We are undeniably in the Golden Age of television. From bloody and brilliant epics like Game of Thrones and Breaking Bad, to irreverent comedies like Veep and Parks & Rec, these days the content roster is deeper and more loaded than a Crimson Tide defense. That’s a sports joke, for those of you fanatics that happen to be stopping by (thanks for reading, y’all!).
But with great content comes great responsibility, and now more than ever shows offer us increasingly immersive experiences. Not only are showrunners pumping out content, they’re finding innovative ways to engage with their audience and keep them invested throughout the week. The Walking Dead offers interactive 3D experiences; all of Showtime’s programming has loads of extras on the SHO Sync App; even shows that are running out of steam as quickly as FOX’s Brooklyn Nine-Nine have secondary online elements. The goal for shows these days isn’t just to entertain us, but to engage us, to keep us talking.
The question is: does this increased engagement truly heighten our experience, or does it hinder our enjoyment?
To answer this question, let’s take a look at one of the biggest small screen releases of last year, HBO’s Westworld.
So what’s up with Westworld?
For those of you who opted to hibernate for the rest of 2016 after Bowie died and Trump began his ascendancy, Westworld is HBO’s newest, biggest, wildest show yet. There’s way too much going on in the show’s periphery to explain everything, but at its core it’s a show about a Wild West theme park in the not-too-distant future where people can shoot, seduce, or befriend the park’s android inhabitants. Using HBO’s tried-and-true formula of excess blood and boobs, Westworld garnered a sizable viewership during its first season’s run. But, more importantly, it sparked the flame of debate on countless messageboards across the internet.
I have to admit: from the first episode of Westworld, I was hooked. With the beautiful John Ford-inspired landscapes, the intriguing Groundhog’s Day narrative loops, and the stellar cast (Jeffrey Wright though…), it was an easy sell. True, the show got convoluted and narratively manipulative down the stretch, and some of the characters’ motivations were wildly inconsistent, but that’s a conversation for another time. Despite these pitfalls I still love the show and watched it religiously; but, unlike any other show before, my perspective and opinion was strongly shaped by outside discussions.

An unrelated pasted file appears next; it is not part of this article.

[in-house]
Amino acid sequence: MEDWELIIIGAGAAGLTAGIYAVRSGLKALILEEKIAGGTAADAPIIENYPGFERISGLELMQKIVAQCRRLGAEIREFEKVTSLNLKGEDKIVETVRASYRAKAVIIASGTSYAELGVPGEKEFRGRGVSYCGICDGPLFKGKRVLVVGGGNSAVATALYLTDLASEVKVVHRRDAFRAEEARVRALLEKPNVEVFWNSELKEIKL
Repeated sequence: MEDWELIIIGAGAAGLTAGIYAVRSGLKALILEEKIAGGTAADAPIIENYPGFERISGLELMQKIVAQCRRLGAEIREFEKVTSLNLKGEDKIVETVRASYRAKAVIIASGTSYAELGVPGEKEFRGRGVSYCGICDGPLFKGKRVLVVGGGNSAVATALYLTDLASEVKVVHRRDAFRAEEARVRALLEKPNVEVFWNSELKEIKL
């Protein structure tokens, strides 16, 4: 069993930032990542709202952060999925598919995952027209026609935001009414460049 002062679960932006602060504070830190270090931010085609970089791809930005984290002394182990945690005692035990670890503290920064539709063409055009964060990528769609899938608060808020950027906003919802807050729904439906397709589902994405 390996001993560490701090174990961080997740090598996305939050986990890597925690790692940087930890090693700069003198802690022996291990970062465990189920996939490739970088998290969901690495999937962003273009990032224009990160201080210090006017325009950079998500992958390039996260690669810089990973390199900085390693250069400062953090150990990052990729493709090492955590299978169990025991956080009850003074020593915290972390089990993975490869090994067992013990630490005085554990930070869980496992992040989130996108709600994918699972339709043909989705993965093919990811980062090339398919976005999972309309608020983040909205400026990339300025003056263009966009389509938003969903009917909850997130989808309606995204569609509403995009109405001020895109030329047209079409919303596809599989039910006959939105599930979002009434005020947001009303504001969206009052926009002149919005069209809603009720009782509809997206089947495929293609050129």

Getting in on the conversation
From the jump, almost everyone I knew who watched the show was tuned in to the messageboards and websites that delved into the mysteries of Westworld. I mean, when a show obfuscates major narrative points at every possible turn, how can you not turn to Reddit for answers? The results, for me, were exactly what I imagine channel execs want from their audience: I was actively engaged with the show’s content after each episode, I eagerly searched for follow-up content, and I would eagerly await each new episode like a pre-teen waiting for his crush to text him back.
As an ardent fan of television series, both new and old, I watch a lot of T.V.. and toss around fan theories with the best of them, but never in my fandom have I ever experienced what happened with Westworld. The depths that some people scoured to validate their theories was astounding, and many of their ideas were captivating. HBO even fostered these convos by releasing extras on their website every week, giving you fresh behind-the-scenes looks that further teased your freshly-fucked mind with more puzzle pieces and red herrings.
In short, the interactivity of this show was second-to-none. This engagement made Westworld more like a movement than a show. These conversations made me love the show for what it was; but, in the end, they were also the downfall of my enjoyment…
Too Much of a Good Thing
Sometimes when you go searching for something, the absolute worst thing that you can find is exactly what you’re looking for. That was my experience with all of the messageboards and online convos that I had about Westworld: I went searching for answers, and ultimately I was devastated to realize that I found them.
There’s almost nothing as satisfying as discovering that you totally called a plot twist episodes ago…except when you realize that you’ve spoiled what was supposed to be a jaw-dropping moment for yourself. Maybe it was just predictable writing, or maybe our increased engagement with shows is spoiling our ability to be amazed. Viewers are smarter than ever. What once shocked us is now commonplace, and we can spot narrative maneuvers from a mile away. Bring hundreds if not thousands of these narratively-aware people together on one website, and someone is bound to predict where a show is going, no matter how ridiculous it may seem. Shows today encourage us to talk, beg us to theorize and debate, but in doing so they also tarnish something that we all love about a good show: our ability to be surprised.
What Do You Think?
So what do you think? I’m just one person amidst the hordes of television lovers across the world. How do you feel about our increased engagement with T.V.shows? Do you shy away from message boards or do you troll them for hours on end? Am I coming from a reasonable point of view or do I just need to have more willpower and stay off these theory sites? Would it be too self-aware for a T.V. show to use guerrilla tactics to promote a false fan theory to stave off ruining the big payoff? Please leave your thoughts in the comments section!